As for my stereotyping, don’t we all use stereotypes, and therefore are potentially biased? More specifically – my generalizations? I consider that I have enough experience (beyond the superficial) to stand by my opinions. When stereotyping slides into judgment (or even prejudice), is that always a problem? Is judgment necessarily bad? Isn’t it just another form of opinion, and aren’t we entitled to our opinions?
Are stereotypes inherently bad?
Stereotypes are based on elements of truth, on attributes that are observed and then used to classify. We use those stereotypes to make quick assessments. It’s natural for people to form opinions (judgments) from the information we have on hand. As for stereotypes – we’ve got millions! There are stereotypes about America and Americans, just as there are about France and the French, Italy and Italians, Germany and Germans, Canada and Canadians, and so on.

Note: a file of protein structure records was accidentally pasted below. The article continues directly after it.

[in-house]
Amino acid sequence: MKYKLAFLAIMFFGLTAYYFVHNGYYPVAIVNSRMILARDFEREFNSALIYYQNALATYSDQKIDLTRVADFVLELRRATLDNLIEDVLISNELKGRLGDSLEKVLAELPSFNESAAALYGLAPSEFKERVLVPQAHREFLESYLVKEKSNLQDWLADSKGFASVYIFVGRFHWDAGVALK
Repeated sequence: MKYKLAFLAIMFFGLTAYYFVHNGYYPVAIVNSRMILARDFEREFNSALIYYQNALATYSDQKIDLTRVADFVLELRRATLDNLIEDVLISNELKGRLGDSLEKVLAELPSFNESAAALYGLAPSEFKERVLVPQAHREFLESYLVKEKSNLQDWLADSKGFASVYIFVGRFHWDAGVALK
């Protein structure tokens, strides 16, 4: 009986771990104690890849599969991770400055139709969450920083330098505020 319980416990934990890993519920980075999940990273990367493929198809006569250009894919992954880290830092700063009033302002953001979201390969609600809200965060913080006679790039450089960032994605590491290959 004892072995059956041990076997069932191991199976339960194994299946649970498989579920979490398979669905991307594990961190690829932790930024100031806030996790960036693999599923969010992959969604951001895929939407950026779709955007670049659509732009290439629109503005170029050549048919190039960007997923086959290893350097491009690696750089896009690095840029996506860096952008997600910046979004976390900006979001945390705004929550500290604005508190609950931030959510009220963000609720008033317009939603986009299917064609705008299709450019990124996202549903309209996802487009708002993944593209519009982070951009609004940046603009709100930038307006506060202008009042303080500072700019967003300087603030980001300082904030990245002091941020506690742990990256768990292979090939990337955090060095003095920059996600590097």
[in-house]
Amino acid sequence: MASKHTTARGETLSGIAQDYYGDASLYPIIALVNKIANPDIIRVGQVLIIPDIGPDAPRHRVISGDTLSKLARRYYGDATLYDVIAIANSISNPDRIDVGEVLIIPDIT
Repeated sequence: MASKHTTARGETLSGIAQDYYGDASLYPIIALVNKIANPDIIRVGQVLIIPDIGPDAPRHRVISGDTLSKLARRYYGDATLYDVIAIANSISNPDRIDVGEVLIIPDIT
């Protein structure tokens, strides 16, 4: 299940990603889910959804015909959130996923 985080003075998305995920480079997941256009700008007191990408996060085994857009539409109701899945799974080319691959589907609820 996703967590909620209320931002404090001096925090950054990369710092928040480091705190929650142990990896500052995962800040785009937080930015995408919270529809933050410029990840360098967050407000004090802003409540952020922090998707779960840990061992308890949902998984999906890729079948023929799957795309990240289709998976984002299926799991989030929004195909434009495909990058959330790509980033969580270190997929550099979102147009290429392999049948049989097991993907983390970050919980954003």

We also routinely generalize about men and women, ethnic groups, religious groups, and political groups. We toss out careless statements about kids, old people, nerds, preppies, stoners, jocks, ladies men, cougars – and so much more. We adhere to our stereotypes (until something changes them), and we ascribe judgments, often simplistically: good versus bad, like versus dislike.
Yet stereotypes offer no shades of gray, provide no narration, no explanation, and certainly no exploration.